DOB revokes work permit at Garaufis house: Vallone

By Mark Hallum

The city Department of Buildings has revoked the building permit obtained by the owner of Judge Nicholas Garaufis ‘ former Baysided home after the historic house was mostly demolished, City Councilman Paul Vallone (D-Bayside) said Thursday.

The new owner’s work permit allows for no less than 50 percent of the structure being retained.

The work on the historic property caught the attention of Bonnie Skala Kiladitis, daughter of late activist Frank Skala, when she complained to Vallone, who sent a formal letter to the city Department of Buildings for the breach of its permit.

After hearing from Vallone, the DOB issued a notice to revoke the building permit, pending the owner’s answer to the objections.

“Our community will not stand idly on the sidelines when homeowners and developers come into our neighborhoods and deceitfully try to circumvent building codes. This type of blatant disregard of building permit requirements and deliberate over-development will never be accepted in our community,” Vallone told the TimesLedger. “I want to thank the DOB for working hand-in-hand with our office to immediately address this issue.”

The large, stately house located on 40th Avenue is believed to have been built circa 1890 and was the one of the personal residences of the Lawrence family, influential members of the early Bayside community. A study conducted by historic preservation consultant Paul Graziano found the Lawrence Estate is eligible for the National and State Register of Historic Places, a recognition that carries no protection from demolition or alteration.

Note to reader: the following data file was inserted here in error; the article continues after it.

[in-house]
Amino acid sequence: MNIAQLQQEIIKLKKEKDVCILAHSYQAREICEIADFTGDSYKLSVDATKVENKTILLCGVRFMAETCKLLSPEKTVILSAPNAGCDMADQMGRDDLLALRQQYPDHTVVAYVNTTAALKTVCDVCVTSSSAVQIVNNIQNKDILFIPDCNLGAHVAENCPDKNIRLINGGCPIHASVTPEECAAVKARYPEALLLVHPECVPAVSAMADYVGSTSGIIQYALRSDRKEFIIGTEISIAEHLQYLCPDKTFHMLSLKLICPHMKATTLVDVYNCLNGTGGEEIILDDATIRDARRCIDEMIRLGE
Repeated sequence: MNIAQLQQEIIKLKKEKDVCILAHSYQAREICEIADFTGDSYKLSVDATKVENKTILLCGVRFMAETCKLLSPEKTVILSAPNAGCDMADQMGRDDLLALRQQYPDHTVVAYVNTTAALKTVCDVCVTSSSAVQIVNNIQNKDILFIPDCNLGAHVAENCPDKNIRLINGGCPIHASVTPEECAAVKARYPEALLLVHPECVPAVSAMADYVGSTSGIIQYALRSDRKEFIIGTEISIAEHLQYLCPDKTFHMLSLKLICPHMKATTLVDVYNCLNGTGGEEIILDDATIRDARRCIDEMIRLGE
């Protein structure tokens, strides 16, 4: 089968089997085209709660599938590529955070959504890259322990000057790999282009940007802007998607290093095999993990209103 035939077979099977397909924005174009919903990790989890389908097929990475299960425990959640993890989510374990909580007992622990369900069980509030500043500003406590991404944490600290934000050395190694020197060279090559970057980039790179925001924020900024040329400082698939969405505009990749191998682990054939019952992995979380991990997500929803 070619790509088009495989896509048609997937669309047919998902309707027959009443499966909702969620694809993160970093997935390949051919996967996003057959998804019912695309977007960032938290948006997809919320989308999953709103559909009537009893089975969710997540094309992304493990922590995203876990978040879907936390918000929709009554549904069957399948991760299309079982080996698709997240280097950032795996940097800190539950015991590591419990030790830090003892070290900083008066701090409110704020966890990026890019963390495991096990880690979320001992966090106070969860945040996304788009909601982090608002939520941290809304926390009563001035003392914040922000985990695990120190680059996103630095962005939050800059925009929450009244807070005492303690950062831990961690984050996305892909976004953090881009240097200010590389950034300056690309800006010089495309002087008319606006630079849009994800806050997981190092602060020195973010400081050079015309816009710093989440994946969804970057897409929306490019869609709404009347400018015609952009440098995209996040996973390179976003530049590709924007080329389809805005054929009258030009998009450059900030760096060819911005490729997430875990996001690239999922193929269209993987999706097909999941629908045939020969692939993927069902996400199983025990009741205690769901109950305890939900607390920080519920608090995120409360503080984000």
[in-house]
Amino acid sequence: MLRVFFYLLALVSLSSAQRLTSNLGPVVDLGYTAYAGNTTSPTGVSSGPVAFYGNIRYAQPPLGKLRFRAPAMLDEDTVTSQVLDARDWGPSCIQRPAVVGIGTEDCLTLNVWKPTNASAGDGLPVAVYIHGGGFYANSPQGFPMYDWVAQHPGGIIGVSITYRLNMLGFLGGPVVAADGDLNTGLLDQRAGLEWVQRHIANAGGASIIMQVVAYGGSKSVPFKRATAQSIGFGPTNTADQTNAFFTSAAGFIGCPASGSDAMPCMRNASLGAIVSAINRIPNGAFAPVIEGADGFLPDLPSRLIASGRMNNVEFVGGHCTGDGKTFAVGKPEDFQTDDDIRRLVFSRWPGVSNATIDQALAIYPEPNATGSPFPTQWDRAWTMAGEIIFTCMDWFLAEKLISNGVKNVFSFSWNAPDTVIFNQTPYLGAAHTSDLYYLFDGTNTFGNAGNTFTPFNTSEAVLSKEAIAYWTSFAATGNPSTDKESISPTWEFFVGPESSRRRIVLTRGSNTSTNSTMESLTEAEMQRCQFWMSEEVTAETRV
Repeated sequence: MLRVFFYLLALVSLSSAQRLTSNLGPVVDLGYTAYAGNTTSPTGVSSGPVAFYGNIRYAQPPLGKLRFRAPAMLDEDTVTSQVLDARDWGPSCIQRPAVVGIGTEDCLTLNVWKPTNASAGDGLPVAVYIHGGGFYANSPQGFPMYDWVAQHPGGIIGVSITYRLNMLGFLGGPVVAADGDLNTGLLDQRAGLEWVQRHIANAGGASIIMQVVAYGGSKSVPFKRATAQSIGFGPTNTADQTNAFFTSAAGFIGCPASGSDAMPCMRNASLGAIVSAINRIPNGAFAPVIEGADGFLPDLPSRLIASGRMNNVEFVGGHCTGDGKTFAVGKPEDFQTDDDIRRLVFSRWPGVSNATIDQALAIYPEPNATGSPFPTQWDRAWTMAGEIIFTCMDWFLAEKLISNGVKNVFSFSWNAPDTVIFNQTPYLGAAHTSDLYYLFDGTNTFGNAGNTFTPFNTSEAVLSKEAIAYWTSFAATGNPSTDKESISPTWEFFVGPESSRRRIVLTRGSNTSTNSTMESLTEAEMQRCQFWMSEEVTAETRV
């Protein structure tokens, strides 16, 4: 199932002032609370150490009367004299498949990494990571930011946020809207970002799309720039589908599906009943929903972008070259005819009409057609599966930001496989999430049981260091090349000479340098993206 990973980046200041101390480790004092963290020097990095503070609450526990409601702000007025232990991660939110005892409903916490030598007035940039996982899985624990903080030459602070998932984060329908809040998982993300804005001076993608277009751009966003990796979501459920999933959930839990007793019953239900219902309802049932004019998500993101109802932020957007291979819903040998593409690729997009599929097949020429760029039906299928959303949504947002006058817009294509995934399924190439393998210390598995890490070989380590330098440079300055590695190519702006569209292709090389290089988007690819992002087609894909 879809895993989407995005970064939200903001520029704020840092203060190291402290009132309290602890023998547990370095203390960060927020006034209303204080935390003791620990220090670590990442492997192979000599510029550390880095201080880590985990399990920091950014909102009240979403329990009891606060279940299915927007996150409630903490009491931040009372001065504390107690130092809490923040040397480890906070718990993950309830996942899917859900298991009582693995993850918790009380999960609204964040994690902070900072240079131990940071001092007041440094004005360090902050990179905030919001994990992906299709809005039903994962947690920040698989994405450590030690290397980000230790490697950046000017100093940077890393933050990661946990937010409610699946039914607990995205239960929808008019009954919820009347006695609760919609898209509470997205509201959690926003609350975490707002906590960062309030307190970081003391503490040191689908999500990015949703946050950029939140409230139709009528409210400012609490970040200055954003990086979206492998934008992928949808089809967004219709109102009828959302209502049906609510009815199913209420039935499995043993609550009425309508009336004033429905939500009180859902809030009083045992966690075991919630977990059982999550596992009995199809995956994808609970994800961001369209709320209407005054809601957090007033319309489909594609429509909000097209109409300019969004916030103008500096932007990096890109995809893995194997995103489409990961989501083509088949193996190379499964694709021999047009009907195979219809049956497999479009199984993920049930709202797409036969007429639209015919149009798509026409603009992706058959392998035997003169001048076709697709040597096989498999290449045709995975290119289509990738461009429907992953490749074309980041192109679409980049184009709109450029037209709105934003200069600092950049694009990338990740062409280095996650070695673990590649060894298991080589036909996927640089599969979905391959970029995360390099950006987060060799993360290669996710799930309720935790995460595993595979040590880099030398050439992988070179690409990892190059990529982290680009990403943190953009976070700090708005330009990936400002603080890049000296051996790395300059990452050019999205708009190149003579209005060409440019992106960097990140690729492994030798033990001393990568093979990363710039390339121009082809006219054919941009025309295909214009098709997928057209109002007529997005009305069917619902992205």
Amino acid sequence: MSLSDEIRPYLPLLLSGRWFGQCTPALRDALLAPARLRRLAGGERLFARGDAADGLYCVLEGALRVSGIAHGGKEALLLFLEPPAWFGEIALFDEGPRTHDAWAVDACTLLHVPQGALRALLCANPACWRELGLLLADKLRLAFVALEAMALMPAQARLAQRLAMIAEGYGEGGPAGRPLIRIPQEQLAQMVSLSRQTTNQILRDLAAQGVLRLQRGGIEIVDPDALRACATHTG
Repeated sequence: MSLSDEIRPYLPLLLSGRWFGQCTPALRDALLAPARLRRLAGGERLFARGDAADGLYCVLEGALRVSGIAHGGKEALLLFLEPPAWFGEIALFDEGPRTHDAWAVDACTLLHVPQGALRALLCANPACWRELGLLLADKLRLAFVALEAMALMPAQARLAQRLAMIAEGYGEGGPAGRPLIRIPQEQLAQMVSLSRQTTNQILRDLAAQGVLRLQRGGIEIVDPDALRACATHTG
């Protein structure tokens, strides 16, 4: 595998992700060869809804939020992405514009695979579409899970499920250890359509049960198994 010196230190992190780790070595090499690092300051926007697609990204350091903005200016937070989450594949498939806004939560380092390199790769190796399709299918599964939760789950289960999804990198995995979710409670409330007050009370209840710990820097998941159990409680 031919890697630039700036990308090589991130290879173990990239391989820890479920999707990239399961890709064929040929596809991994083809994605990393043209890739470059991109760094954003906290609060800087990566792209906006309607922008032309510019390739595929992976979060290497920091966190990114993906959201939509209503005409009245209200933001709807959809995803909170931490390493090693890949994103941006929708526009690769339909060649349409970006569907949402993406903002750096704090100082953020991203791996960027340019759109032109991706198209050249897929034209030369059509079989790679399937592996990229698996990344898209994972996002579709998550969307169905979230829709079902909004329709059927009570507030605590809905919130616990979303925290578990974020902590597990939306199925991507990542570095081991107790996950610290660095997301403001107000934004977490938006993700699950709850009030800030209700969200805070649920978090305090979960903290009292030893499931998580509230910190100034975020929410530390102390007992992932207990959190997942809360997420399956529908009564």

Now the house that once had three stories has been reduced to ground level.

The building plans for the renovation show that only the front of the house was to be build upon. But neighbors watched in despair as the roof was peeled away and the inside gutted, according to Kiladitis, who grew up in the Skala hourse across the street.

Vallone is pushing for the Department of Buildings to levy the maximum fines and penalties in order to set an example to homeowners, contractors and architects. According to a spokesman for Vallone, a quick response from the DOB is critical to ensure that houses are not torn down and rebuilt before action can be taken.

State Assemblyman Edward Braunstein (D-Bayside) also put in a complaint with the Department of Buildings.

Reach reporter Mark Hallum by e-mail at mhallum@cnglocal.com or by phone at (718) 260–4564.

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